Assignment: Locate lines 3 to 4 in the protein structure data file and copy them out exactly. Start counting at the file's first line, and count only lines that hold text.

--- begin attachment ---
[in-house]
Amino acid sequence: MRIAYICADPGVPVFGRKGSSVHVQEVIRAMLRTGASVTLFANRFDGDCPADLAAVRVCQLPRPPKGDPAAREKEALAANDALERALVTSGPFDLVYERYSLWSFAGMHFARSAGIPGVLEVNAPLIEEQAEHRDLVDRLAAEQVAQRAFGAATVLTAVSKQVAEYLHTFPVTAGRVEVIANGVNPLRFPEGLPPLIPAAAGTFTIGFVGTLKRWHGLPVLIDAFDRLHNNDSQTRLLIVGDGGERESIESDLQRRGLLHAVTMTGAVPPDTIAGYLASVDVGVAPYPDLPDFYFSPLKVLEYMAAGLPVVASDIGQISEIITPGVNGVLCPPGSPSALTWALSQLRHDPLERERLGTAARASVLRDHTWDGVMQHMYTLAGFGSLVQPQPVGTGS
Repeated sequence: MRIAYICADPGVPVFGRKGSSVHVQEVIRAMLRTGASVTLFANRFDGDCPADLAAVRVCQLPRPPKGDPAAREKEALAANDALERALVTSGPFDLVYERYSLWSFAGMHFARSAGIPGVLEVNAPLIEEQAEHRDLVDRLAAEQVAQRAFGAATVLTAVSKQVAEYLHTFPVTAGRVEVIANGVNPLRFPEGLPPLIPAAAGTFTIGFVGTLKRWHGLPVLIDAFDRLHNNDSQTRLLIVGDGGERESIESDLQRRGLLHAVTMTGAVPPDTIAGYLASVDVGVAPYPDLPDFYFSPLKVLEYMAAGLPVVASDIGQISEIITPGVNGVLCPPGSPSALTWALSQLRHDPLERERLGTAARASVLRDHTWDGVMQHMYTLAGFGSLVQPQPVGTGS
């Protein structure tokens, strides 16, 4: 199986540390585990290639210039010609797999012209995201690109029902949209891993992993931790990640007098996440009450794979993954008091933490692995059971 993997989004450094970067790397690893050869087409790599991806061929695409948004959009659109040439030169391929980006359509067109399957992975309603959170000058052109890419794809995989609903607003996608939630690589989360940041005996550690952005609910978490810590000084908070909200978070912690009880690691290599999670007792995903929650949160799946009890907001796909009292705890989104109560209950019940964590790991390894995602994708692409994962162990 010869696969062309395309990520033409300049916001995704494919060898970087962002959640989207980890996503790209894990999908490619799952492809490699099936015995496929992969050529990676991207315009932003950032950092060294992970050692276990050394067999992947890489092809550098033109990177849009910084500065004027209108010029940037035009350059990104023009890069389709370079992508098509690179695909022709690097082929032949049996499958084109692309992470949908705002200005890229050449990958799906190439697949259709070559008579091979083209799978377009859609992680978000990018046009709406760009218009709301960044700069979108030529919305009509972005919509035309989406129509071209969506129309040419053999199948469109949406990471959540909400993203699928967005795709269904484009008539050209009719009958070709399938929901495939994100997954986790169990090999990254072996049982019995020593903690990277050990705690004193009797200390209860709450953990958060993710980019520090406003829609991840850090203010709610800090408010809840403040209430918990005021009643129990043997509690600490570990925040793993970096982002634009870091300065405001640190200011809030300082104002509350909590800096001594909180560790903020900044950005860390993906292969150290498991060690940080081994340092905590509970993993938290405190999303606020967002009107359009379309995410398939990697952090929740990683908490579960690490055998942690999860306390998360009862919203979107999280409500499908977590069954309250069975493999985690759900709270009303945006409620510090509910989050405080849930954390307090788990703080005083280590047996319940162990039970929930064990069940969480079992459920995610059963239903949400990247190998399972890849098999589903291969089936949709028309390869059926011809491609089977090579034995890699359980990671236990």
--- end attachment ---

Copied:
Repeated sequence: MRIAYICADPGVPVFGRKGSSVHVQEVIRAMLRTGASVTLFANRFDGDCPADLAAVRVCQLPRPPKGDPAAREKEALAANDALERALVTSGPFDLVYERYSLWSFAGMHFARSAGIPGVLEVNAPLIEEQAEHRDLVDRLAAEQVAQRAFGAATVLTAVSKQVAEYLHTFPVTAGRVEVIANGVNPLRFPEGLPPLIPAAAGTFTIGFVGTLKRWHGLPVLIDAFDRLHNNDSQTRLLIVGDGGERESIESDLQRRGLLHAVTMTGAVPPDTIAGYLASVDVGVAPYPDLPDFYFSPLKVLEYMAAGLPVVASDIGQISEIITPGVNGVLCPPGSPSALTWALSQLRHDPLERERLGTAARASVLRDHTWDGVMQHMYTLAGFGSLVQPQPVGTGS
């Protein structure tokens, strides 16, 4: 199986540390585990290639210039010609797999012209995201690109029902949209891993992993931790990640007098996440009450794979993954008091933490692995059971 993997989004450094970067790397690893050869087409790599991806061929695409948004959009659109040439030169391929980006359509067109399957992975309603959170000058052109890419794809995989609903607003996608939630690589989360940041005996550690952005609910978490810590000084908070909200978070912690009880690691290599999670007792995903929650949160799946009890907001796909009292705890989104109560209950019940964590790991390894995602994708692409994962162990 010869696969062309395309990520033409300049916001995704494919060898970087962002959640989207980890996503790209894990999908490619799952492809490699099936015995496929992969050529990676991207315009932003950032950092060294992970050692276990050394067999992947890489092809550098033109990177849009910084500065004027209108010029940037035009350059990104023009890069389709370079992508098509690179695909022709690097082929032949049996499958084109692309992470949908705002200005890229050449990958799906190439697949259709070559008579091979083209799978377009859609992680978000990018046009709406760009218009709301960044700069979108030529919305009509972005919509035309989406129509071209969506129309040419053999199948469109949406990471959540909400993203699928967005795709269904484009008539050209009719009958070709399938929901495939994100997954986790169990090999990254072996049982019995020593903690990277050990705690004193009797200390209860709450953990958060993710980019520090406003829609991840850090203010709610800090408010809840403040209430918990005021009643129990043997509690600490570990925040793993970096982002634009870091300065405001640190200011809030300082104002509350909590800096001594909180560790903020900044950005860390993906292969150290498991060690940080081994340092905590509970993993938290405190999303606020967002009107359009379309995410398939990697952090929740990683908490579960690490055998942690999860306390998360009862919203979107999280409500499908977590069954309250069975493999985690759900709270009303945006409620510090509910989050405080849930954390307090788990703080005083280590047996319940162990039970929930064990069940969480079992459920995610059963239903949400990247190998399972890849098999589903291969089936949709028309390869059926011809491609089977090579034995890699359980990671236990």